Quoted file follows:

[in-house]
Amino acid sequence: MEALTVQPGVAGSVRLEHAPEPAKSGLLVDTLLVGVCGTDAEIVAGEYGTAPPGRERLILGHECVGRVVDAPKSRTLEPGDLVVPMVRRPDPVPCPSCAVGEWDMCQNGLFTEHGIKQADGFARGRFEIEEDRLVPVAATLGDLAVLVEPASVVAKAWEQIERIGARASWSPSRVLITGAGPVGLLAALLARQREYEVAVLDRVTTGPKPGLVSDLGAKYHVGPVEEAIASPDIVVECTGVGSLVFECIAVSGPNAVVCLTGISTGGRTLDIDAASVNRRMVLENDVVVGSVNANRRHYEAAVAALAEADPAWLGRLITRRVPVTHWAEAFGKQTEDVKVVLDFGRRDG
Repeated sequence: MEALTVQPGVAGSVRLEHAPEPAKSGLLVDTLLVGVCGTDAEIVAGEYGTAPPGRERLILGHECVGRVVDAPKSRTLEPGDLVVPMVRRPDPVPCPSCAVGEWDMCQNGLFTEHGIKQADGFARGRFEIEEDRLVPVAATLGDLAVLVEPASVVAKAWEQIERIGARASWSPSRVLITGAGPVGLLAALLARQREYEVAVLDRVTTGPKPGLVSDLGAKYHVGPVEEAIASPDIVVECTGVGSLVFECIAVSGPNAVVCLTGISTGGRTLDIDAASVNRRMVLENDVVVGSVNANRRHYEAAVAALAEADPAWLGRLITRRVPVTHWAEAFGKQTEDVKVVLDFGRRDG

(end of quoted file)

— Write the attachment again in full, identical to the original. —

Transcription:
[in-house]
Amino acid sequence: MEALTVQPGVAGSVRLEHAPEPAKSGLLVDTLLVGVCGTDAEIVAGEYGTAPPGRERLILGHECVGRVVDAPKSRTLEPGDLVVPMVRRPDPVPCPSCAVGEWDMCQNGLFTEHGIKQADGFARGRFEIEEDRLVPVAATLGDLAVLVEPASVVAKAWEQIERIGARASWSPSRVLITGAGPVGLLAALLARQREYEVAVLDRVTTGPKPGLVSDLGAKYHVGPVEEAIASPDIVVECTGVGSLVFECIAVSGPNAVVCLTGISTGGRTLDIDAASVNRRMVLENDVVVGSVNANRRHYEAAVAALAEADPAWLGRLITRRVPVTHWAEAFGKQTEDVKVVLDFGRRDG
Repeated sequence: MEALTVQPGVAGSVRLEHAPEPAKSGLLVDTLLVGVCGTDAEIVAGEYGTAPPGRERLILGHECVGRVVDAPKSRTLEPGDLVVPMVRRPDPVPCPSCAVGEWDMCQNGLFTEHGIKQADGFARGRFEIEEDRLVPVAATLGDLAVLVEPASVVAKAWEQIERIGARASWSPSRVLITGAGPVGLLAALLARQREYEVAVLDRVTTGPKPGLVSDLGAKYHVGPVEEAIASPDIVVECTGVGSLVFECIAVSGPNAVVCLTGISTGGRTLDIDAASVNRRMVLENDVVVGSVNANRRHYEAAVAALAEADPAWLGRLITRRVPVTHWAEAFGKQTEDVKVVLDFGRRDG